Criteo revenues in Asia-Pacific fell by 5% in Q3

Criteo named that APAC revenue excluding traffic acquisition costs (TAC) fell by 2% at constant currency (CC) due to the strengthening of currencies in Korea and India, offset by weakness in Japan. According to Benoit Fouilland, the CFO of Criteo, 280 new clients were added which brings the total client count to 19,000 at a 90% retention rate.

“In line with our prior view, we expect to see an improvement in net clients addition from the second half of 2019, following the release of our self-service tools earlier in the year,” said Fouilland. “10% of our live clients used at least 2 of our products compared with only 1% a year ago.”

Excluding TAC, he said that revenues from the combined strength of Customer Acquisition, Audience Match, Sponsored Product, and Storetail grew by 82% at CC to over 7% of the total business.

 
 

“In-App revenue ex-TAC grew 67%,” he said. “Going forward, we expect to include Manage results in this category.”

Channel Strategy 2.0

 
 

Jean-Baptiste Rudelle, the co-founder, executive chairman, and CEO of Criteo, said that the growth for Q4 2018 would come due to upgrades in tools to include the self-service model.

He said that while Criteo has operated as a managed service, switching to a self-service model means that more agencies will not only become Criteo customers but so will their clients and the agency is, in turn, a channel partner.

“So we believe that this self-service capability is going to help us expand our relationship into [the] agency, which is especially important in 2 areas: One, when we go up the funnel additionally, agencies have more budgets there,” said Rudelle. “So it’s going to help us in this capacity. And also, as we are expanding the monetization space to our brands, it’s also an area where our collaboration with [the] agency will be very important to the success. So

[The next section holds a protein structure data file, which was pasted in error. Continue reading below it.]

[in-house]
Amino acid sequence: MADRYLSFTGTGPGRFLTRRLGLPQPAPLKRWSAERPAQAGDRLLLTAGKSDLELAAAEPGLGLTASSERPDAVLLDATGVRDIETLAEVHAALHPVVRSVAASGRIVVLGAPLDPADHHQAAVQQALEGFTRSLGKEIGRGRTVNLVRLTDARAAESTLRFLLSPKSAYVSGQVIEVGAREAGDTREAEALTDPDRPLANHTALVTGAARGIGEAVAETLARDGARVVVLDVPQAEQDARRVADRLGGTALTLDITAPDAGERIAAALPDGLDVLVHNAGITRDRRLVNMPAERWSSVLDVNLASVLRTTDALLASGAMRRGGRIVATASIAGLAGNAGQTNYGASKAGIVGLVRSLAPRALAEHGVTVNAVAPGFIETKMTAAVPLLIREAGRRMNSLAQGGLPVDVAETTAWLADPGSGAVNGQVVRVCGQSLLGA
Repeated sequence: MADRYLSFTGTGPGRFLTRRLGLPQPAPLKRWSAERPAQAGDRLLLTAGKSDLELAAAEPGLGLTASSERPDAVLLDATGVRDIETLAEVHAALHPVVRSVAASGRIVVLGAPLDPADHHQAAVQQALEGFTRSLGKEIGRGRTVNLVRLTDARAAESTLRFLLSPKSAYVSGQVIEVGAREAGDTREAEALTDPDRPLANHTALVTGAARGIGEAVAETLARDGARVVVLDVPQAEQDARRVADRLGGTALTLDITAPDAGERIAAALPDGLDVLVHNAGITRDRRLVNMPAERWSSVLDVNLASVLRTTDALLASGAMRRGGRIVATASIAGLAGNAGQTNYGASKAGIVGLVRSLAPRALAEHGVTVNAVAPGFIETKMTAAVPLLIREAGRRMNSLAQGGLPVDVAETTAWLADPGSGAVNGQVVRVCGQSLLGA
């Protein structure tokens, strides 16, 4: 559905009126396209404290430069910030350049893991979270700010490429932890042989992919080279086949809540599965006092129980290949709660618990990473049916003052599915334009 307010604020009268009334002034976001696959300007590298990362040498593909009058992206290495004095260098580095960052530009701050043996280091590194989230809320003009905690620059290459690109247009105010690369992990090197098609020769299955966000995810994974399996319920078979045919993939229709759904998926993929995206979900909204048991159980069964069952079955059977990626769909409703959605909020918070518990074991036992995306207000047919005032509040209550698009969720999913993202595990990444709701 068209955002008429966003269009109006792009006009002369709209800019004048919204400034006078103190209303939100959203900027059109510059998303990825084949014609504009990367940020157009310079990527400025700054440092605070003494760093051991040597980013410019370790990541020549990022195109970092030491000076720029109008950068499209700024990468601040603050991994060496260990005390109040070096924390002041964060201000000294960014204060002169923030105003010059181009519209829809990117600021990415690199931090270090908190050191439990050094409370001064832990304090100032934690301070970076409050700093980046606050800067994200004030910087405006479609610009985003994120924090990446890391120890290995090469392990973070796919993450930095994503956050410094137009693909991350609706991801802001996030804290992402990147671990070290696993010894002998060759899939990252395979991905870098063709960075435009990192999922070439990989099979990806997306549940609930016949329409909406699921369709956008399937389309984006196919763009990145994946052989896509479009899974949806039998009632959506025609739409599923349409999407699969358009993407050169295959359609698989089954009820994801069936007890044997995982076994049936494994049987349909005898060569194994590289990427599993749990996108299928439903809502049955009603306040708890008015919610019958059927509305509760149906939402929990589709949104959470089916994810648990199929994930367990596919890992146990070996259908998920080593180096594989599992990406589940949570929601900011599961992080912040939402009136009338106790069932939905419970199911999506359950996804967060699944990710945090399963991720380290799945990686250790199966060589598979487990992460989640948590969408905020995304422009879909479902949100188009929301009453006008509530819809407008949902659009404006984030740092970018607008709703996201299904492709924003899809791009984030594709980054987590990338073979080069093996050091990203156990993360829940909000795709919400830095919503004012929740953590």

absolutely, this is part of the key initiatives we are taking to expand our reach.”

Pricing Strategy 2.0

Having mentioned in the previous quarter that Criteo would potentially include impressions based pricing model into its mix, Rudelle confirmed that the company would start monetizing on driving website visits as well as sales.

“Because when you are interacting with a user, who’s never been in contact with your brand, it’s sometimes a bit unrealistic to expect the user is going to convert directly into sales,” said Rudelle. “And usually, the first step is to bring this user to the website and start to a first visit, which is a whole consideration model.”

With this shift, Criteo is responding to the impact of Apple’s ITP and the EU’s GDPR on revenue restrictions by expanding its monetization model up the funnel instead of the bottom of the funnel (BOFU) approach it has adhered to since inception.

“[Google and Facebook] are also charging on CPM,” he said. “So we thought that it’s much more efficient to be consistent with the rest of the industry.”

In order to roll out this new pricing model, to a sales team that has primarily closed business on the Criteo Customer Acquisition product based on conversion clicks, Rudelle said that training will need to take place first adding that advanced sales managers are creating the first case studies for the new model.

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